UN Report Eliminates Excuses for Inaction

At a press conference held in Geneva yesterday, members of the
UN Commission of Inquiry (COI) into human rights abuses in North Korea presented
their official findings.

Their report comes at the end of a year spent compiling evidence
of human rights abuses by the North Korean authorities against their own people
and those of other countries. Led by former Australian High Court Justice Michael Kirby, UN Special Rapporteur Marzuki Darusman and veteran human rights activist Sonja Biserko, it finds concrete evidence of a “wide array of crimes against
humanity” arising from “policies established at the highest level of State.”
Crimes, it goes on to say, which require “urgent action.”

“I have no animosity against North Korea,” Justice Kirby, who
led the press conference, told reporters. “But the truth must be told.” That truth has now been told in Technicolor.
80 testimonies delivered via public hearings, 240 confidential interviews, and
80 submissions from NGOs worldwide.

Such statistics are hard to ignore, and, as such, bring much-needed
clarity to the issue of North Korean human rights whilst allowing us to benchmark our
understanding of North Korean state abuses of power. Moreover, they provide fresh reserves of
credibility to a simple truth that readers of Daily NK have long known: an immense number of North Korean citizens have long suffered some of the most egregious human
rights abuses known to modern history.

A simple list of the report’s major findings does not do its 372 pages any justice, but serves as a reminder: murder, enslavement, torture,
imprisonment, rape, forced abortions and other sexual violence, persecution on
political, religious, racial and gender grounds, the forcible transfer of
populations, the enforced disappearance of persons and the inhumane act of knowingly
causing prolonged starvation.

Pyongyang rejects the report, as it tends to do where any
dealings with UN or other human rights mechanisms are concerned. It goes
without saying that the report won’t be front page news in the Workers’ Party organ
Rodong Sinmun, either; the regime certainly wouldn’t dream of allowing the North Korean people to discuss it amongst themselves.

There will be those who dismiss the UN, and thus the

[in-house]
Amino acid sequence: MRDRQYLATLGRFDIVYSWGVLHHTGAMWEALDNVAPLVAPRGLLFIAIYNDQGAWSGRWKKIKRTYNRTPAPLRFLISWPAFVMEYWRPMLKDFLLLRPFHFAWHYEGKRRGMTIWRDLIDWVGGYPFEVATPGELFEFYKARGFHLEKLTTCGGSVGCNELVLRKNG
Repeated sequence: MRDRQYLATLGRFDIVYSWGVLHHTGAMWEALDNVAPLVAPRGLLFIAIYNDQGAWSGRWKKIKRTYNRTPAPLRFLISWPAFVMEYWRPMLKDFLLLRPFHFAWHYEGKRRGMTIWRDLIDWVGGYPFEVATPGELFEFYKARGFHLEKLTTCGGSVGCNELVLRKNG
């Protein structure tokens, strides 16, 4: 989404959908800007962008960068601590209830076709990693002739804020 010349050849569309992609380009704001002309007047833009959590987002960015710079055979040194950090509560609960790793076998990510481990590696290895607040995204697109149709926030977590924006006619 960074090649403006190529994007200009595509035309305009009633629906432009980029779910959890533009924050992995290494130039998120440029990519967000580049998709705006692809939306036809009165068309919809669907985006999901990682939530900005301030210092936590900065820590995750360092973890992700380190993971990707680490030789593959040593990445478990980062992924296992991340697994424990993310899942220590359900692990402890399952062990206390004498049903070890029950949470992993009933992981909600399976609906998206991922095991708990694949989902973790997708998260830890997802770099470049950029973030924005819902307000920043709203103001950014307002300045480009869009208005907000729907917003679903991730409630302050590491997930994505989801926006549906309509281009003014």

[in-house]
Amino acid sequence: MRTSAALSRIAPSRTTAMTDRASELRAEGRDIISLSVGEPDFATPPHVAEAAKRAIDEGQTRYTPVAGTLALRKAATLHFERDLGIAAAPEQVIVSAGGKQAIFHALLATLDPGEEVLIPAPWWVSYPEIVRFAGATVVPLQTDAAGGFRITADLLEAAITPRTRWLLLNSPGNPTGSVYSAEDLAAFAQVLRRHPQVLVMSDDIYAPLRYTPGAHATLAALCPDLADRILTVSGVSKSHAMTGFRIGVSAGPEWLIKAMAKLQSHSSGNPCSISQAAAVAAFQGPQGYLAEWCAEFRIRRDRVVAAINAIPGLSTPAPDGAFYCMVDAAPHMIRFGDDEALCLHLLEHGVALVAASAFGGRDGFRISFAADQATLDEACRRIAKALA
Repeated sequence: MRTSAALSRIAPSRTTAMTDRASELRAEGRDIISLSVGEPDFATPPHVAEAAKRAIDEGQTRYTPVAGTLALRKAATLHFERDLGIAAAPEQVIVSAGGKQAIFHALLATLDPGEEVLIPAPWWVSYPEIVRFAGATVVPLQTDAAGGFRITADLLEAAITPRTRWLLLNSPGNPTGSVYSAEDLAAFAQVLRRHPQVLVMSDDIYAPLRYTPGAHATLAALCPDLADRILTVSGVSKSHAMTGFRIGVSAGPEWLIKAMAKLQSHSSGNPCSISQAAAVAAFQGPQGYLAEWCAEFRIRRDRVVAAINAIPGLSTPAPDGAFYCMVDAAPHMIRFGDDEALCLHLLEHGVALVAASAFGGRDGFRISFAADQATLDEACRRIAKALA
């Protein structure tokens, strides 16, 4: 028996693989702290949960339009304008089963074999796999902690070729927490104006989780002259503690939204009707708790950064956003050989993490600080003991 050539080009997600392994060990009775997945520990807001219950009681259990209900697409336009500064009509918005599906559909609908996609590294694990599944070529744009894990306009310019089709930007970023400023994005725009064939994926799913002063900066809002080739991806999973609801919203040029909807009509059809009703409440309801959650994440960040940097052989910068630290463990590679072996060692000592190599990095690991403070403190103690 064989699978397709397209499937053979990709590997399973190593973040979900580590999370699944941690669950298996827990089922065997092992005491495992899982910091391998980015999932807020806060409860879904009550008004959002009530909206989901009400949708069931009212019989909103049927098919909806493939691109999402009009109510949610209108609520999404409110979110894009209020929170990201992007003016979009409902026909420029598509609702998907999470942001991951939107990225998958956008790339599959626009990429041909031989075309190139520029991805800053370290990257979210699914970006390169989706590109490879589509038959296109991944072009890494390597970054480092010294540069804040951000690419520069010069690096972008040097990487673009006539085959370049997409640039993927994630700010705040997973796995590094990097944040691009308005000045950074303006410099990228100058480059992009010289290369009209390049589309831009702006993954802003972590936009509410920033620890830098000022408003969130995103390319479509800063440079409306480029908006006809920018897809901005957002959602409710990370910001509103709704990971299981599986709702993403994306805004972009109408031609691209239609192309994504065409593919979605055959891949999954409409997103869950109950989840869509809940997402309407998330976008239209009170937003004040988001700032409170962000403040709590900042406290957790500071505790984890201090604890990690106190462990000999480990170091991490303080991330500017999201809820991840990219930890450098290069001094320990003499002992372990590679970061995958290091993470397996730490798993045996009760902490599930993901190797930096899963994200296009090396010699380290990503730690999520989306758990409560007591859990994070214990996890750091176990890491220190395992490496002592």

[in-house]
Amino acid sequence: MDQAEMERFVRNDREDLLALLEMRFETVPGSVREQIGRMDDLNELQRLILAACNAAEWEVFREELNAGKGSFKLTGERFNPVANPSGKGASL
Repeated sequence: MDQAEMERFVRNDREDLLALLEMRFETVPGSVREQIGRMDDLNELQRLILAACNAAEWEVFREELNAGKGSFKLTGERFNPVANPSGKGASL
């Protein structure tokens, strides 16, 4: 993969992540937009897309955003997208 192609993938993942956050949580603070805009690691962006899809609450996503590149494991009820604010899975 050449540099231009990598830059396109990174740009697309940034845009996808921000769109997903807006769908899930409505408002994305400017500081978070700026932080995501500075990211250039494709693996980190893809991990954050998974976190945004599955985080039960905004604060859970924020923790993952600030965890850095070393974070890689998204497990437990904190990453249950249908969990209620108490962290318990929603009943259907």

report, as a Western or imperial construct designed to perpetuate global hegemony, as if such
an accusation were somehow sufficient to grant Pyongyang immunity from censure. Others will
say that the Democratic People’s Republic of Korea is purely an outcome of its
history and external task environment; suggesting, without reference to the
fundamental nature of Suryeongism,
that if the task environment changed then North Korea would also change. Some may even attempt to deny the veracity of the report completely, an outcome of North Korea’s geographical location, deliberate denial of access and pool of talented propagandists. 

But
these views are on the margins, and no longer resonate. China may still be willing to
veto UN action against North Korea, and has said that it does not intend to
stop repatriating those North Koreans it catches seeking to escape. However, even Beijing is not ready
to seriously defend Pyongyang’s human rights record in its entirety.

As Kirby stated yesterday, despite its damning verdict, the report is not a call to contain, constrict or
eliminate North Korea. Rather, it is a textbook. It explains very clearly that when one enters into dealings with
Pyongyang one must do so with eyes open. It reinforces the point that everything must be done to try and engage the people of North Korea, not their regime. It points out that a young, cosmopolitan, Western-educated man whose
sole motivation is to bring peace and prosperity to all does not lead North
Korea. Rather, North Korea is a state structure; an absolutist dynasty led by a ruthless clique that will
stop at nothing to maintain the power and access to resources to which it has long been accustomed. 

This is the message of the COI report. “Crimes against humanity are
ongoing in the Democratic People’s Republic of Korea because the policies,
institutions and patterns of impunity that lie at their heart remain in place,” it notes. 
In the words of Justice Kirby, “Now we all know.”

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